Christmas Day and Christmas Eve were both beautiful sunny, blue skied glorious days, but today, Boxing Day, the heavens have opened once again and its lashing with rain outside. Its nice to know that Delia and Aeronwy are safe and sound in the shed along with 3 other tegs for company, and that the horses are all tucked up in their stables and the in-lamb ewes are all settled in the straw filled field shelter.

On that note, I'm away to see if Derek has got around to making that Mulled Wine yet and to wish you all



Mid August to End September

Glynelwyn beansThe glorious weather continued all through August and indeed nearly all of September too - what an amazing year. The grass hasn't stopped growing and the veggies in the poly tunnel have grown like stink with amazing crops of everything especially tomatoes, courgettes, peas, beans and onions. Lovely.

Faithmead GotlandsSold all the 'spare' lambs that we had from each breed and even sent a little flock of 6 Greyface Dartmoors all the way up to Aberdeen which is FANTASTIC news. The Gotland lambs have grown admirably and are such a stunningly beautiful breed with a fleece that is like no other. I've even managed to find a bit of time to do some wet felting again and the Gotland fleece felts so quickly - brilliant.

Faithmead CorriedaleThe flocks have now expanded to include a tiny flock of 2 Corriedales; a breed of sheep I wanted to include last year, but missed out. Casper and Charlotte and delightful (unrelated) lambs and there again, their fleeces are gorgeous. Very excited to see how they turn out next year as adults.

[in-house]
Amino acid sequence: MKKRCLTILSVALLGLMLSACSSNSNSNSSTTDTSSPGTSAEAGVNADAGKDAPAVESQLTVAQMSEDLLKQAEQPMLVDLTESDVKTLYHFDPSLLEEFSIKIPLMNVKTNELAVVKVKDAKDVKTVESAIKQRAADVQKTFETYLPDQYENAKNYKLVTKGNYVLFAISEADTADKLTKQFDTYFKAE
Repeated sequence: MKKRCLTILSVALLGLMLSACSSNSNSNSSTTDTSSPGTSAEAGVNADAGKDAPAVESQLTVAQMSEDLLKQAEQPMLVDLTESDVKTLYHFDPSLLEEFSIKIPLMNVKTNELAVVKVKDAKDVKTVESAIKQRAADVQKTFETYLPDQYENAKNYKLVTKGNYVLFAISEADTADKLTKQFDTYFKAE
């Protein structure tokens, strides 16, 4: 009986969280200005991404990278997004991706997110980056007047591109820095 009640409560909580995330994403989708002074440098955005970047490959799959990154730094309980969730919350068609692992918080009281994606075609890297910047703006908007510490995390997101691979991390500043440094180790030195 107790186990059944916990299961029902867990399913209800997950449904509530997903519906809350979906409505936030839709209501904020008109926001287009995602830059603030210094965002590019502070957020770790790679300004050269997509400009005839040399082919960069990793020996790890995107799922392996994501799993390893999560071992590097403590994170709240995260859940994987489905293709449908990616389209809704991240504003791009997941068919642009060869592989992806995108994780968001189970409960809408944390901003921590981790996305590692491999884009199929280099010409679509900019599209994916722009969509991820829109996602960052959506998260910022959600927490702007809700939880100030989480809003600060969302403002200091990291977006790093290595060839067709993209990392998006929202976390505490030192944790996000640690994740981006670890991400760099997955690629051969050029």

Still on the subject of sheep, we entered about 4 shows again this year but Pembrokeshire County was our best and favourite for obvious reasons. We came home with a haul of 12 rosettes. 5 for the sheep and 7 for our fleeces, so we were overjoyed by that.

Faithmead Berkshire litterMoving on to the pigs; Fern and her first ever litter (on only 5) are doing extremely well and Fern is a superb Mum albeit somewhat surprised by the first birth of a piglet which was quite funny to watch as she clearly couldn't believe her eyes that this little wriggling thing was what was causing her lots of uncomfortable contractions.

Belle's litter went off to the respective new homes other than 4 which we are keeping back for meat orders and who have caused much mischief but are becoming a little more restrained in their antics. Having said that, Fern's litter are taking over as the latest bunch of hooligans..... but very comical hooligans at that.

Faithmead Middle White pigsOur Middle White Sow Dottie is currently sharing accommodation with a new husband who has been here nearly 2 weeks (as I write) but seems to prefer eating or just lazing around and sleeping so far!!!